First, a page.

In which we look at the Corner Shop in ‘literature’…
In the interests of academic research and a more interesting blogsite, we have recently taken to reading the odd book whilst propping up the counter. Not any old pulp fiction, we’ll have you know: there are strict criteria. The book must be about shop life. We wanted to know how the corner shopkeeper is being portrayed out there, and set the record straight if necessary. This exercise is also, of course, a very good way of lending gravitas to the shopkeeper’s image….
Synopsis: Laid back widower Zaki runs his Hammersmith cornershop in a very hands-off kind of way, more interested in form at the local bookies or the female form in general, rarely connecting with his successful solicitor son. His grandson, Lucky, however is a frequent visitor to the shop on account of his crush on Portia, Zaki’s shop girl. Lucky also has another passion: football. And he is by all accounts rather good at it.
Lucky’s parents are rather less content: father Jinan is career focused, whilst mother Delphine is a bored housewife wondering whether to rekindle the flames of lost passion with Zaki. Confused yet? Hey, most lives are a bit confusing, and this book is indeed full of lives. But to say more would be to give too much away.
This is a story of luck, and destiny, fulfilment and disappointment, and family-shaped complications.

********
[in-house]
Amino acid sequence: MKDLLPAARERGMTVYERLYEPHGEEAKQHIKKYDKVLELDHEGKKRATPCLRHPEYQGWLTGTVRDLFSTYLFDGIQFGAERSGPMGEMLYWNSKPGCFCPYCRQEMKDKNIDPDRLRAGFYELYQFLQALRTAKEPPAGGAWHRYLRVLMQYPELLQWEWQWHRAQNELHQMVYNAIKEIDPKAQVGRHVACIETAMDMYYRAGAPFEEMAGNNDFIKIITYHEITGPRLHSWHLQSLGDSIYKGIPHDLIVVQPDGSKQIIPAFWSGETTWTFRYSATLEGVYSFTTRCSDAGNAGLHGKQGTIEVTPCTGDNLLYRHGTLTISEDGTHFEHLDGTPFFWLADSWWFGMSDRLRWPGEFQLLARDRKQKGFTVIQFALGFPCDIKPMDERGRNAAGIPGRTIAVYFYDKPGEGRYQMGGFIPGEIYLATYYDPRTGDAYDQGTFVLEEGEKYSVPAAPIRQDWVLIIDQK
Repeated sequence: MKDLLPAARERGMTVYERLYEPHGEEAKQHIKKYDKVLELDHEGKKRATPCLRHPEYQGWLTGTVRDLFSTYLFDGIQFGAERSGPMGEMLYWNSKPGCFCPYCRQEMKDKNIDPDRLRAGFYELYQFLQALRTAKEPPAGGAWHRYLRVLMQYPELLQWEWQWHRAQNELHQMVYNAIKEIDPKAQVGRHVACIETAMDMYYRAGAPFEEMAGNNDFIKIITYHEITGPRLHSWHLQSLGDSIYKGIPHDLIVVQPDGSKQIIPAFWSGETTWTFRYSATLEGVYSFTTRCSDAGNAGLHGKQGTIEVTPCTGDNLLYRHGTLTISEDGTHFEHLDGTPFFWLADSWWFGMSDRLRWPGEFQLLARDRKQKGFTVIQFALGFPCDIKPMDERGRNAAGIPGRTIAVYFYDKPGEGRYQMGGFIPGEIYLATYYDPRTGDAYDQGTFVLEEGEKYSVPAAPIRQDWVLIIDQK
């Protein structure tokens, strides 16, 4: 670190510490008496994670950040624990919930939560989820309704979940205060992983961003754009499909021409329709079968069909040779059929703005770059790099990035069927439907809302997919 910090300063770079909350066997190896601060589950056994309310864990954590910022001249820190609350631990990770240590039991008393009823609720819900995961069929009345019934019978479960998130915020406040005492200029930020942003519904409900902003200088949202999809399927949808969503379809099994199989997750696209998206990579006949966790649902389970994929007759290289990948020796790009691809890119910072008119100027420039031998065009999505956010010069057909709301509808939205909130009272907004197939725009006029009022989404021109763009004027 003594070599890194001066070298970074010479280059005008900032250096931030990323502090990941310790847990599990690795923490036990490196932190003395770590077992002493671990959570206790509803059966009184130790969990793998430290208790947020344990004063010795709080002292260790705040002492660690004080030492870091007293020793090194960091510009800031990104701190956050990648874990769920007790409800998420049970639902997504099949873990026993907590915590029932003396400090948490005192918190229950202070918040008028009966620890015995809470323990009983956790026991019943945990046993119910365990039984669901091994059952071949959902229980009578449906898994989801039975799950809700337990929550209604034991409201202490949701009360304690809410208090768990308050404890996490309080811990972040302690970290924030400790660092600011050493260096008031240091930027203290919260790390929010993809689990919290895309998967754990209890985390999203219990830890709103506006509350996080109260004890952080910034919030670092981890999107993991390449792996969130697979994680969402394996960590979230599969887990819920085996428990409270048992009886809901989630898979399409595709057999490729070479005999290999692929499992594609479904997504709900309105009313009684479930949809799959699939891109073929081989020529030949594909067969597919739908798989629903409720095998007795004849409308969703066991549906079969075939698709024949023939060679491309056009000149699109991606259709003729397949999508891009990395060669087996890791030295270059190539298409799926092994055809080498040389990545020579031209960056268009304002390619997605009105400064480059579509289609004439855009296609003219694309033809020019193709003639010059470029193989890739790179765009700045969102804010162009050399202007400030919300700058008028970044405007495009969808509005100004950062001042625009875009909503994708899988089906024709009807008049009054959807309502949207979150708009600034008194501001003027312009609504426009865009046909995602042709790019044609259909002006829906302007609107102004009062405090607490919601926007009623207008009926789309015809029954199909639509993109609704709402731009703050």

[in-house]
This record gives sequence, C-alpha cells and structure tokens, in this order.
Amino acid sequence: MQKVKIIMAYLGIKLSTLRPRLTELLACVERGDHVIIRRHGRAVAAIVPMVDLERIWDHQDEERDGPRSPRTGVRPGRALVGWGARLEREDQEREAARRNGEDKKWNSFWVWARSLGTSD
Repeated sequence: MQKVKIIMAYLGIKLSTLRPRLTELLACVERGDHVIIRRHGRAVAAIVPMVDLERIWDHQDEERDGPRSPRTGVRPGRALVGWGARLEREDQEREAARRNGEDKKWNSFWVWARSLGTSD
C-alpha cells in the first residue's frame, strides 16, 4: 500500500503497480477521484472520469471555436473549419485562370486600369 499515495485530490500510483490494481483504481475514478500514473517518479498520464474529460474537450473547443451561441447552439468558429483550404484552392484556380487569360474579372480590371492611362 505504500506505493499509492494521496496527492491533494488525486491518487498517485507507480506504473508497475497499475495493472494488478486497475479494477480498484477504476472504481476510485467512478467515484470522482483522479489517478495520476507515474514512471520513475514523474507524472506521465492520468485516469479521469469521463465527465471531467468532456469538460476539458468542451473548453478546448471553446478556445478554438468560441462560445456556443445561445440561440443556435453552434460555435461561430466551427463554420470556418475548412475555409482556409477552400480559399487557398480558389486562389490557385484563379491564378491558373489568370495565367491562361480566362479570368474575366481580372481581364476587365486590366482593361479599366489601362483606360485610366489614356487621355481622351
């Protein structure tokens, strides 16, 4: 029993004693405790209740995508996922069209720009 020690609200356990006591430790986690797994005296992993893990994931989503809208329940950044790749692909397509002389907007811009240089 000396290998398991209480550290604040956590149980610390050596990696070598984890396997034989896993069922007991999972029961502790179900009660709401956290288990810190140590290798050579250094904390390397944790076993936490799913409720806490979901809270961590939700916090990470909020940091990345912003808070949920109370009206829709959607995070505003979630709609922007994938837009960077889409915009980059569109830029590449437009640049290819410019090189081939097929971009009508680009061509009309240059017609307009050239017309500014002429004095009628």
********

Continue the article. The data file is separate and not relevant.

Real Shop Cred: What it is not is a story about cornershop keeping. In fact, the concept is mentioned in very disparaging comments throughout the novel:
My father…was a shopkeeper and he made me one too. I wanted my son to be something different, something creative. He didn’t become a shopkeeper at least, but he became a lawyer. Almost as bad.
This tone only served to aggravate your reviewer, as we are sure you will understand. The cornershop is seen as the swallower of dreams, a last resort, a punishment to inflict upon the next generation. Little of the action in this book actually takes place in or involves shops, and what little there is lies more in the realms of retail fantasy. Zaki is apparently able to walk in and out of his shop without ever seeming to lock it up, stock it, cash up or anything else – would that real shops were that easy to run. So Cornershop scores a lowly 1 out of 10 on the Real Shop Credometer.
Buy, Borrow or Avoid: Well, for all its lack of real-shop-cred, and anti-retail snobbery, we have to say this is a storming good read. Ms. Farooki is a smashing writer, who dishes out an almost un-put-downable, fairy-tale-esque drama, and we would say BUY. Er, unless you are a fellow shopkeeper.